The CREST syndrome has nothing to do with toothpaste; it's a disorder related to progressive systemic sclerosis (also called scleroderma), and is characterized by calcium deposits in the skin (calcinosis), intermittent coldness and color changes in the fingers (Raynaud's phenomenon), severe heartburn (esophageal reflux), thickening of the skin on the fingers (sclerodactyly) and small red spots under the skin (telangiectasia).

The Apgar score, a widely accepted means of rating a newborn's health just after delivery, is an example of an acronym that is used so commonly that many don't realize that it's an acronym: its letters stand for appearance (color), pulse (heart rate), grimace (reflex, irritability), activity (muscle tone) and respiratory effort. "Apgar" is an unusual term in that it is not only an acronym but also an eponym, a term named after a person (its inventor, Virginia Apgar).

Research studies have increasingly used acronyms, in part to make them easy to remember and perhaps so that they are more likely to be noticed. A well-known example is the Multiple Risk Factor Intervention Trial, or MRFIT, that studied large numbers of persons without known disease to see whether the chance of developing illness (such as heart disease) could be reduced by improving one or more risk factors.

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Why an Acronym?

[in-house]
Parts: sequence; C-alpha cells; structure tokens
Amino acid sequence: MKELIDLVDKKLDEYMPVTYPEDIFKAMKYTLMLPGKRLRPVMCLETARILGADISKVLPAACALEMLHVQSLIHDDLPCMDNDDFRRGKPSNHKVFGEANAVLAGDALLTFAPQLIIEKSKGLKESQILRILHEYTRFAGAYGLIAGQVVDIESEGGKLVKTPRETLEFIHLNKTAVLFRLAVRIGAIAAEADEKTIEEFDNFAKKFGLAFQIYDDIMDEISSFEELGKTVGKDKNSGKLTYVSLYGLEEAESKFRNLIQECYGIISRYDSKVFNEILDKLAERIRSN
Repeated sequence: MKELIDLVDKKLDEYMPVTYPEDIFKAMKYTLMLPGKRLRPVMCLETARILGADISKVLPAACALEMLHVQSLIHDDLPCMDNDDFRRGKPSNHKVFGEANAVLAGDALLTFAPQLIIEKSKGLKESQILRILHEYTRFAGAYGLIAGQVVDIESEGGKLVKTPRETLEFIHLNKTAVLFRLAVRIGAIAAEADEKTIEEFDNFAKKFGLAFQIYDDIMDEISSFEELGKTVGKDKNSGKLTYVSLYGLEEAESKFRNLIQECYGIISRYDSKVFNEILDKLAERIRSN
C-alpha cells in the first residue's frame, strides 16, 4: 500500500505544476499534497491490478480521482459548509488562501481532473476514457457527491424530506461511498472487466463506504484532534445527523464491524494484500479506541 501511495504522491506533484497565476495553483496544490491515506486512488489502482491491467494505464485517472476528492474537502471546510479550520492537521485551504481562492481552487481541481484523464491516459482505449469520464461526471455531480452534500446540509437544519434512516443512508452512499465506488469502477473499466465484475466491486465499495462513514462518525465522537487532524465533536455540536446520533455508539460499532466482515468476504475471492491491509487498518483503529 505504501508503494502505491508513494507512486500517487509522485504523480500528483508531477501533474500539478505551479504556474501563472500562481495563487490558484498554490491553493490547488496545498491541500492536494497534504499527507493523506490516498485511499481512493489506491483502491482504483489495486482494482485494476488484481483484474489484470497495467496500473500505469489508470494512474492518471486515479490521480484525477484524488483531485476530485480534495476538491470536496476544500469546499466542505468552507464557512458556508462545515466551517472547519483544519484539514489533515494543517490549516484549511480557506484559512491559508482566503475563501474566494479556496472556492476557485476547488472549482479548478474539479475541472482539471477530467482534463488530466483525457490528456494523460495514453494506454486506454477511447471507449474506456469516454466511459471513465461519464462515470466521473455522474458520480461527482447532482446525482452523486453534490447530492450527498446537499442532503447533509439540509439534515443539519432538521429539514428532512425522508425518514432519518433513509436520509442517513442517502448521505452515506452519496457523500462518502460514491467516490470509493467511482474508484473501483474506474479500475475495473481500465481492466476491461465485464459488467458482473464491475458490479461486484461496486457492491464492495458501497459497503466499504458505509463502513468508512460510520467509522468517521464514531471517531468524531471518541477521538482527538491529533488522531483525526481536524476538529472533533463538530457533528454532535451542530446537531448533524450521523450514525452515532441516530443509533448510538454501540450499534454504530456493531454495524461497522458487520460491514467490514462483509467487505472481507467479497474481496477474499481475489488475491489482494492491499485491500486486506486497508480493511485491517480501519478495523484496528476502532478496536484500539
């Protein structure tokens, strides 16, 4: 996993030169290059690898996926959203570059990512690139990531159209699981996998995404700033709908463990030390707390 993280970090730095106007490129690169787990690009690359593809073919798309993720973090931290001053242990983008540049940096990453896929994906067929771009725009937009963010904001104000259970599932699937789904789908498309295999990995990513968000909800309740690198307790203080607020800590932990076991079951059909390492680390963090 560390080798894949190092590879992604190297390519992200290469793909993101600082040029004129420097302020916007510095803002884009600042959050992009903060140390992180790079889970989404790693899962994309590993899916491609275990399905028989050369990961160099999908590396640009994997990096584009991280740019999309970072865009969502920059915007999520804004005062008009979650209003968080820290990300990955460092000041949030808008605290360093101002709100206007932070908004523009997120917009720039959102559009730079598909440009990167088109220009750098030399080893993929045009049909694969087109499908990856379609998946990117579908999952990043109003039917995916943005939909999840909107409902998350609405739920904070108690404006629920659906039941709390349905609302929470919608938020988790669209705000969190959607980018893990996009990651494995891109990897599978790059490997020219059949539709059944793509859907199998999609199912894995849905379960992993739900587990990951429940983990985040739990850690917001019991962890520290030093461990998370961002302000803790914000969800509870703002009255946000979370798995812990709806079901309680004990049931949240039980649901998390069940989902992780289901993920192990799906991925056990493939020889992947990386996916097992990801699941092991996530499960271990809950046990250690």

Sometimes the use of an acronym is particularly appealing because a condition has so many features or such a long name that it becomes helpful to use a single word or phrase. Other times it's simply a shortcut or timesaving way to jog the memory. But more often than not, it's simply the name that stuck, perhaps because it is "user-friendly" – it's a lot easier to call a disease CREST than "the limited form of progressive systemic sclerosis." And an acronym that "catches on" may be impossible to remove as the common name used by medical professionals.

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Conclusions

Perhaps acronyms are just another way that health-care providers speak "medicalese" when plain English would do just as well (or better). But it seems to be a part of human nature to cut corners when given the chance, so acronyms are here to stay. Knowing a few of the most common, or knowing where to look them up, can go a long way toward figuring out what your doctor is saying. In any situation where the terminology is confusing, ask your doctor for a translation. You may find that once decoded, acronyms provide useful information in a way that is easy to remember. Just try to remember all of the planets in order without one!

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Robert H. Shmerling, M.D. is associate physician at Beth Israel Deaconess Medical Center and associate professor at Harvard Medical School. He has been a practicing rheumatologist for over 20 years at Beth Israel Deaconess Medical Center. He is an active teacher in the Internal Medicine Residency Program, serving as the Robinson Firm Chief. He is also a teacher in the Rheumatology Fellowship Program.